There’s no doubt that Otamendi was Pep Guardiola’s first-choice central defender last season. Of the top 13 City players ranked by their league minutes during the title saunter, Otamendi was the only central defender. His 2,968 minutes dwarfed Vincent Kompany (1,397), John Stones (1,305) and Aymeric Laporte (807).
Yet fast forward to August again, and Otamendi is out of the first-team picture. The suspicion is that Guardiola will thank Otamendi for his service last season, but much prefers the quicker passing of Laporte and Stones. It’s very easy to become yesterday’s man at a club hurtling into tomorrow.
But yeah, the fifth-best Argentinean in Premier League history.
4) Carlos Tevez (West Ham, Manchester United, Manchester City)
A brilliant centre forward perfectly designed for Premier League life, Tevez became as famous for his exits from each of his three English clubs as his goalscoring excellence at them. It started strongly at West Ham, where he saved the club from relegation, fell foul of third-party ownership rules and then announced a move to Manchester United despite West Ham still claiming the rights to his contract. An out-of-court settlement between Kia Joorabchian’s agency MSI and the Hammers eventually stopped the deal from going to the High Court.
His initial two-year deal at Old Trafford was a loan agreement from West Ham, which United eventually attempted to make permanent after his second summer. However, having previously expressed his disappointment in public at the lack of clarity over his future and occasionally being on the bench, Tevez risked Alex Ferguson’s wrath and signed instead for newly-rich Manchester City.
In December 2010, 18 months after joining City, Tevez handed in a transfer request after falling out with a number of individuals at the club, not least manager Roberto Mancini. The request was denied, with City threatening to sue Tevez for breach of contract if he refused to play. That summer he stated that he would never return to Manchester, and yet he remained for 2011/12 season. That included the farcical situation where he refused to come off the bench against Bayern Munich in the Champions League. Amazingly, he stayed at City for four years before joining Juventus.
PS – He also scored 114 goals in England.
3) Pablo Zabaleta (Manchester City, West Ham)
The right-back joined Manchester City ten years ago, just a day before the club was taken over by Sheikh Mansour. Alongside captain Vincent Kompany, he was one of the only players to survive and thrive though the entire Eastlands revolution.
During nine years at City, the Argentinean became an adopted Manc. He and Robinho – the last signing of the Thaksin Shinawatra regime and the first buy of the new one – made their City debuts on the same day but that is where the similarities end. Zabaleta threw himself into the club and the city; Robinho didn’t even realise there was more than one club in Manchester.
During 333 appearances, Zabaleta played a consistent role in City’s transformation from a cash-strapped mid-table rabble to one of the continent’s finest teams and most ambitious clubs. The right-back won every domestic trophy before leaving on his own terms in 2017. He moved on to West Ham but as the song suggests, at City, Zabaleta will always be “the f*cking man”.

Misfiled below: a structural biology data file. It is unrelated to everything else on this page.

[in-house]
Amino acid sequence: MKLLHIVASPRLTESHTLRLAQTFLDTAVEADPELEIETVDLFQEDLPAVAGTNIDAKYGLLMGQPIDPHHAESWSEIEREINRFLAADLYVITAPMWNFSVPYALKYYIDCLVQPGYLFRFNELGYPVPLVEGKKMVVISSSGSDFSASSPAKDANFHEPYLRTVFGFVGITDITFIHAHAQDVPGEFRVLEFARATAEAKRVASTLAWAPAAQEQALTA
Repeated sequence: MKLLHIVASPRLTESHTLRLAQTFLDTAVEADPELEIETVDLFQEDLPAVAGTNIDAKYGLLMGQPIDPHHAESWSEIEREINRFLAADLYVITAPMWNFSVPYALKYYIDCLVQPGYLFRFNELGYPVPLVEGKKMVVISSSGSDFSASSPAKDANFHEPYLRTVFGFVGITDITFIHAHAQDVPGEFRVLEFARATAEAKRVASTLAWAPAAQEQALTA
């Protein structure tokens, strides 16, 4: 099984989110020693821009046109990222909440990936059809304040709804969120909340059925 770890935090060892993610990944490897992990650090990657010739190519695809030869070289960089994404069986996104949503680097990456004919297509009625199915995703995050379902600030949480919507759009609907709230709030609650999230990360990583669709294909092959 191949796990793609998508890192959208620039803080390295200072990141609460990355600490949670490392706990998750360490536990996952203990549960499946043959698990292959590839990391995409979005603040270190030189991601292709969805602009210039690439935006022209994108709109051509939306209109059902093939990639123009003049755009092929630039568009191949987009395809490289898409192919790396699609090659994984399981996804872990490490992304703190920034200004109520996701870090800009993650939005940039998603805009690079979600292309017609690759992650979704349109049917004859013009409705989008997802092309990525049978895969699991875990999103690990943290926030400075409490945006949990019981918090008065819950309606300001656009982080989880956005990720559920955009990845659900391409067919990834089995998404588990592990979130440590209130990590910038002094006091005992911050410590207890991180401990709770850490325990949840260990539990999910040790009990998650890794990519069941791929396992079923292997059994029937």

2) Javier Mascherano (West Ham, Liverpool)
The Argentina midfielder looked as shell-shocked as the rest of us when he was being paraded alongside Tevez by Pardew upon moving to West Ham in a murky deal with Corinthians in 2006. He looked no more comfortable on the pitch at Upton Park; it took a matter of weeks for Argentina coach Alfio Basile to tell the midfielder to get out of West Ham “as soon as possible”.
Liverpool were more than happy to oblige and Mascherano’s relief was obvious in his performances. Rafael Benitez, rarely one to lavish praise upon anyone, labelled the midfielder “a monster of a player”, having already told him that none of Liverpool’s midfielders, not Steven Gerrard nor Xabi Alonso, “have your quality”.
Mascherano was certainly different to Gerrard and Alonso. While both were more creative and dangerous in attack compared to the Argentine – who scored one goal in three-and-a-half seasons at Anfield – every midfield needs a ball-fetcher. Mascherano established himself as the best dog around.
When Rafa went, so too did Mascherano. And it was then he demonstrated more strings to his bow, becoming Barcelona’s starting centre-back while winning five league championships and two Champions League titles. It was a far cry from failing to get a start ahead of Hayden Mullins.
1) Sergio Aguero (Manchester City)
“You’ll never see anything like this ever again!”
Aguero gave us the most dramatic moment in Premier League history, but it is his consistency that means City fans are unlikely to see his like again.
Their greatest ever scorer passed 200 goals for the club in the opening weeks of the season and he now sits 27 clear of Eric Brook’s record that stood since 1940. Aguero has averaged 20 Premier League goals per season since moving from Atletico Madrid for around £38million in 2011.
The 30-year-old is second only to Thierry Henry as the league’s most prolific foreign marksman, but Aguero beats the Frenchman into second place – by some distance – for ratio of goals per minute. Henry netted every 121 minutes at Arsenal; Aguero has scored every 107 having entered his eighth season in England.
That kind of consistency is unmatched but Aguero’s numbers don’t tell the whole story. He is the complete striker, capable of scoring goals of all types from all ranges. If he was simply a goal poacher, he would not get in Pep Guardiola’s side. There were times he didn’t but the Buenos Aires-born hitman evolved and he looks as deadly as ever. Aguero is far from finished.
Daniel Storey and Ian Watson